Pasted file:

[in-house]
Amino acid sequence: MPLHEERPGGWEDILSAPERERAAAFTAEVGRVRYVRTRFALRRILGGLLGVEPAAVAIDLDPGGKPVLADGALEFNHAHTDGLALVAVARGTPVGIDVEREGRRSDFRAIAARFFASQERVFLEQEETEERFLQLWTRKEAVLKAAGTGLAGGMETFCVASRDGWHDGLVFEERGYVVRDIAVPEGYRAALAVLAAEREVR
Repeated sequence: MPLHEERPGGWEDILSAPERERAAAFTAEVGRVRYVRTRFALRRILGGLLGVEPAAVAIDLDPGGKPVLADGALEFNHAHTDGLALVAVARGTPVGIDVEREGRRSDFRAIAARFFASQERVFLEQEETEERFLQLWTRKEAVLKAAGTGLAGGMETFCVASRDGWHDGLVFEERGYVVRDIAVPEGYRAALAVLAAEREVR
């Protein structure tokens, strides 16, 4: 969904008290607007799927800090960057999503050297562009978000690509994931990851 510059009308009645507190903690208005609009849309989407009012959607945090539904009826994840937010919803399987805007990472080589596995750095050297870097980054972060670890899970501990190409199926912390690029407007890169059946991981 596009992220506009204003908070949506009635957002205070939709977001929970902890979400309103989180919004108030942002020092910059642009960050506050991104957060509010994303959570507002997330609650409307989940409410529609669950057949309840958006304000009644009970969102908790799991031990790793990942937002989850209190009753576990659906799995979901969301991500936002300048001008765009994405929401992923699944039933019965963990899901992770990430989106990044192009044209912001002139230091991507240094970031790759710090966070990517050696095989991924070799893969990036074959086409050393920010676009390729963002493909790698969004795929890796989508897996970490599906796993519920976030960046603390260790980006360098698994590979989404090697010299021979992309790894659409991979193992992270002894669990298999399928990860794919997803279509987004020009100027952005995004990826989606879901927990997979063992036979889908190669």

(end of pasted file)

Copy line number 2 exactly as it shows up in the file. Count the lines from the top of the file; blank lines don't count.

Amino acid sequence: MPLHEERPGGWEDILSAPERERAAAFTAEVGRVRYVRTRFALRRILGGLLGVEPAAVAIDLDPGGKPVLADGALEFNHAHTDGLALVAVARGTPVGIDVEREGRRSDFRAIAARFFASQERVFLEQEETEERFLQLWTRKEAVLKAAGTGLAGGMETFCVASRDGWHDGLVFEERGYVVRDIAVPEGYRAALAVLAAEREVR